The Girls From Petticoat Junction: Sixties Sounds, released this fall through the Real Gone Music reissue label, has resurrected those songs. All six of their singles that were previously issued are present here, as are some previously never released songs. As a bonus, the original theme song of the series, sung by Curt Massey, is also included.

All three women could sing and were able to produce acceptable harmonies. They can best be described as a 1960s girl pop group, one that wisely kept most the material fairly simple and light, except for their rendition of The Beatles’ “Rain.”

Overall, the music was nostalgic, but in no way was it musically essential to the era in which it was recorded. Songs such as “Wheeling West Virginia,” “Up Up & Away,” “Goodbye Love,” and “Thirty Days Hath September” were good and all part of the innocent late 1960s, but came out after the summer of love (1967). As such, and with the series coming to an end, it and the Petticoat Junction girls quickly disappeared into history.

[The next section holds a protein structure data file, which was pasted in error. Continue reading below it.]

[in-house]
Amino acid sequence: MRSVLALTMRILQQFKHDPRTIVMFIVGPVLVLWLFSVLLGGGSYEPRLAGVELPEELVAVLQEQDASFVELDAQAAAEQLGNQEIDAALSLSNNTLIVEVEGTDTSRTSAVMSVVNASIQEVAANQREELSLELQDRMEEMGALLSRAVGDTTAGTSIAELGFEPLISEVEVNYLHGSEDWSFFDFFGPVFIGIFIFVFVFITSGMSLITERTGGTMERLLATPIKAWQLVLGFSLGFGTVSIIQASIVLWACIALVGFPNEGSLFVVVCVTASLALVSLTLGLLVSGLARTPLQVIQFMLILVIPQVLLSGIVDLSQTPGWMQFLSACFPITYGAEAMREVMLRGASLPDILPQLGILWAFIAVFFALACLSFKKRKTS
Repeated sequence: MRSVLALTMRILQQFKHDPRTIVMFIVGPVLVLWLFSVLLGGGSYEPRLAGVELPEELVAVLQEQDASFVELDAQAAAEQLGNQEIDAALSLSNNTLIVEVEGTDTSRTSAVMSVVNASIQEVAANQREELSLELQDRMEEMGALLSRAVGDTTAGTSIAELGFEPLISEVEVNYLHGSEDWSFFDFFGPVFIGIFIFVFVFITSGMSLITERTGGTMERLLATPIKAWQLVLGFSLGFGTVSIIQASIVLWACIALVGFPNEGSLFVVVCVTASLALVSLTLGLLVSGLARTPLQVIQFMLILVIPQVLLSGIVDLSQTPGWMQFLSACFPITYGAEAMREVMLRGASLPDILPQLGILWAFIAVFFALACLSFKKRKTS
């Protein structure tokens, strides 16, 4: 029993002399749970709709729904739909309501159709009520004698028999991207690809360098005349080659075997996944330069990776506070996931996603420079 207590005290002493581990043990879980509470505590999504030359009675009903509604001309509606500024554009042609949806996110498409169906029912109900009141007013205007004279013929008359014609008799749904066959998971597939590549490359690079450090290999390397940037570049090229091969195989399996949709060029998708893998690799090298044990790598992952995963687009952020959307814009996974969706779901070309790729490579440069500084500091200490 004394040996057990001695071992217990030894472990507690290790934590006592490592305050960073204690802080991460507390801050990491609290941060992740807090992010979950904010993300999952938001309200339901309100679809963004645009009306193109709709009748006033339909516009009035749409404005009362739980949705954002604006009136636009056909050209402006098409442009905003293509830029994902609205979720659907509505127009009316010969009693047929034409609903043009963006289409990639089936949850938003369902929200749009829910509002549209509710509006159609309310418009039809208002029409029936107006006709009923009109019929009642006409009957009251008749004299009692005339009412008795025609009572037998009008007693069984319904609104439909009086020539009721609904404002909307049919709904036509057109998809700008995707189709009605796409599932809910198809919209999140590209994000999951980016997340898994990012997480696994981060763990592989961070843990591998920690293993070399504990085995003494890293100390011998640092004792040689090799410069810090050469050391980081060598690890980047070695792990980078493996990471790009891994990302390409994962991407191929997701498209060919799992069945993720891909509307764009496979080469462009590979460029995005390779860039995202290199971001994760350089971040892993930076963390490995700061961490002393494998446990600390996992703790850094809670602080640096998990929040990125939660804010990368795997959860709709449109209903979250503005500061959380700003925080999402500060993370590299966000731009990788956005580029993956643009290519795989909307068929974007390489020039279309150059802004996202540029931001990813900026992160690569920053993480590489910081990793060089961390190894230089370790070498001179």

Sixties Sounds is a walk down memory lane for fans of the Petticoat Junction show and era. So climb aboard the Hooterville Cannonball train, relax at the Shady Rest Hotel, and listen to some music from a long gone era.

Article first published as Music Review: Various Artists – The Girls From Petticoat Junction: Sixties Sounds on Blogcritics.

Slaves And Masters by Deep Purple

December 28, 2011

Some people just can’t get along and so it was, is, and probably always shall be for Ian Gillan and Ritchie Blackmore of Deep Purple fame. The fou-year reunion of the classic Mark II line-up of Deep Purple came to an acrimonious end during 1989 when either Gillan was fired by Blackmore or quit on his own, which really didn’t matter as the band was in need of a new lead singer by then.